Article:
Santa Ana city councilman Johnathan Hernandez was at home around 11pm on a recent Monday when he heard the song “You’ve Got a Friend in Me” blaring through his residential neighborhood. That was followed by “We Don’t Talk About Bruno” and “Reflection.” One thing the songs all had in common: they were tunes from Disney movies. Hernandez went to investigate and learned the noise was being broadcast from the PA system of nearby police cruiser. "It was eerie, and it was discomforting," Hernandez later told local ABC7 News.
According to the Washington Post, when Hernandez asked why they were playing Disney music, an officer cited "copyright infringement” and pointed to a nearby citizen who was recording the scene in which police were investigating a car theft. The implication was that officers hoped playing the copyrighted showtunes would somehow keep the video off social media. After being confronted by Hernandez and other agitated, confused residents, the Santa Ana officer apologized to Hernandez at the scene. The citizen—who is known to local police—was conducting a “police audit,” in which an activist records police activity to provide accountability in case of civil rights violations.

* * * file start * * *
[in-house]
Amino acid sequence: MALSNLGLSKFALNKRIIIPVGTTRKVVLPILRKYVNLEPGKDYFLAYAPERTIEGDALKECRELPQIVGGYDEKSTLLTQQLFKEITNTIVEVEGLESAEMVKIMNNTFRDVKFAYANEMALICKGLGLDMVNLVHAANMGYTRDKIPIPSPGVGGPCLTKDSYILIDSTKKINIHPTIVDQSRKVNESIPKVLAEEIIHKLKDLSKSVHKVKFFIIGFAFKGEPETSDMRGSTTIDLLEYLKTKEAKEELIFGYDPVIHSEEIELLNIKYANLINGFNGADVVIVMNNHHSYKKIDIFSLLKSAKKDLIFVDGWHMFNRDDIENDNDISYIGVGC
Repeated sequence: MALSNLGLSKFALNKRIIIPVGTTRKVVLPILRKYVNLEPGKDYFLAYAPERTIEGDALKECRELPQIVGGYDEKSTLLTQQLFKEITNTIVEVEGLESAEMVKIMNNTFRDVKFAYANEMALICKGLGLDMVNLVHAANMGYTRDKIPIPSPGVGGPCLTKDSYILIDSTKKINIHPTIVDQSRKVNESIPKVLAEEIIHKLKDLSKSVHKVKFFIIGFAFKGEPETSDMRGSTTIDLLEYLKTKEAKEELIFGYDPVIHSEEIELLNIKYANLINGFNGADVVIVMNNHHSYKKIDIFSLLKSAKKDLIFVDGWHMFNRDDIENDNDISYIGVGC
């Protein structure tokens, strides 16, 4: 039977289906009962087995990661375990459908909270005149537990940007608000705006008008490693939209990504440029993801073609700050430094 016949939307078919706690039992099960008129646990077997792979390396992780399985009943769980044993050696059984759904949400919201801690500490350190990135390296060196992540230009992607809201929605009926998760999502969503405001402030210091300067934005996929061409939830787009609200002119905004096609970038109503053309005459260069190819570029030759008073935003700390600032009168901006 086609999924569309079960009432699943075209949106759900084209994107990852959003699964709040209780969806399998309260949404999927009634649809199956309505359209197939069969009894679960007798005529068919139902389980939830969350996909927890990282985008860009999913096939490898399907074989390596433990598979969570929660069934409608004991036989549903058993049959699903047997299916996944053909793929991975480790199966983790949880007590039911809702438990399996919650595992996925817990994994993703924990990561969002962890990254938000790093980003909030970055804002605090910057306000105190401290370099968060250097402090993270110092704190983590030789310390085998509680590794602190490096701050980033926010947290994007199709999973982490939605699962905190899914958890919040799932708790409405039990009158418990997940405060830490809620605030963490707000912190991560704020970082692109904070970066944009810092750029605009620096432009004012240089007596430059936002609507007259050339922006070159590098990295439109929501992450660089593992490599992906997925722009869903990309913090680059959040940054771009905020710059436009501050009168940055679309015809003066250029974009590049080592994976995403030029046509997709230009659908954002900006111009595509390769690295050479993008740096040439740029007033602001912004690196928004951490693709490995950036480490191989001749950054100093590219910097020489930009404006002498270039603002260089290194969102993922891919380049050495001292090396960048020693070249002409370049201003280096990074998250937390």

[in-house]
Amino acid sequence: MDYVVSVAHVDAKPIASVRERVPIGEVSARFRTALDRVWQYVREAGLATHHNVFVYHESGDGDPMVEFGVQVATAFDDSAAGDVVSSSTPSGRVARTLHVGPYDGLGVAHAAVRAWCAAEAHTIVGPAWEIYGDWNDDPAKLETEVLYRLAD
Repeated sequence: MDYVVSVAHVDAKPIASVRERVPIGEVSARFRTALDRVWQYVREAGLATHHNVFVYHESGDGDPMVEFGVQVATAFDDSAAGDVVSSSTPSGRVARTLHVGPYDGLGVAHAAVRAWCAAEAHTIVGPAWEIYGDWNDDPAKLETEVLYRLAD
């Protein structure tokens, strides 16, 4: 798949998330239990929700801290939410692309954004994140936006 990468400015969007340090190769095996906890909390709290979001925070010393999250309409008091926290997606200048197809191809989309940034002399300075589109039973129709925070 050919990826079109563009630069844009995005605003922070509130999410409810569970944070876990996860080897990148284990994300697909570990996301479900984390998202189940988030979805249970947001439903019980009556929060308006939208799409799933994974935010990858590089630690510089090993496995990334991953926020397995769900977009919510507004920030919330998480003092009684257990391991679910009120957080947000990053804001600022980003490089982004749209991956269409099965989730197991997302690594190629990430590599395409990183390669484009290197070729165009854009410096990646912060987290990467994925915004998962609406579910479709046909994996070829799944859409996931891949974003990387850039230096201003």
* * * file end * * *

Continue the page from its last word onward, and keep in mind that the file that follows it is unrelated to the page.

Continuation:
Per local CBS4, the increasingly common practice “is legal, but can sometimes be antagonistic toward police, and [is] generally unpopular among officers.” Also, per the Post, this is not the first example of the police strategy. Last summer, an officer in Oakland blasted a Taylor Swift single hoping to thwart nearby activists. That clip ended up going viral; the latest Disney-themed attempt might also, as it is still on YouTube. In a statement, Santa Ana Police Chief David Valentin said the department is investigating the officers' conduct in the April 4 incident. "My expectation is that all police department employees perform their duties with dignity and respect in the community we are hired to serve." (Read more police audit stories.)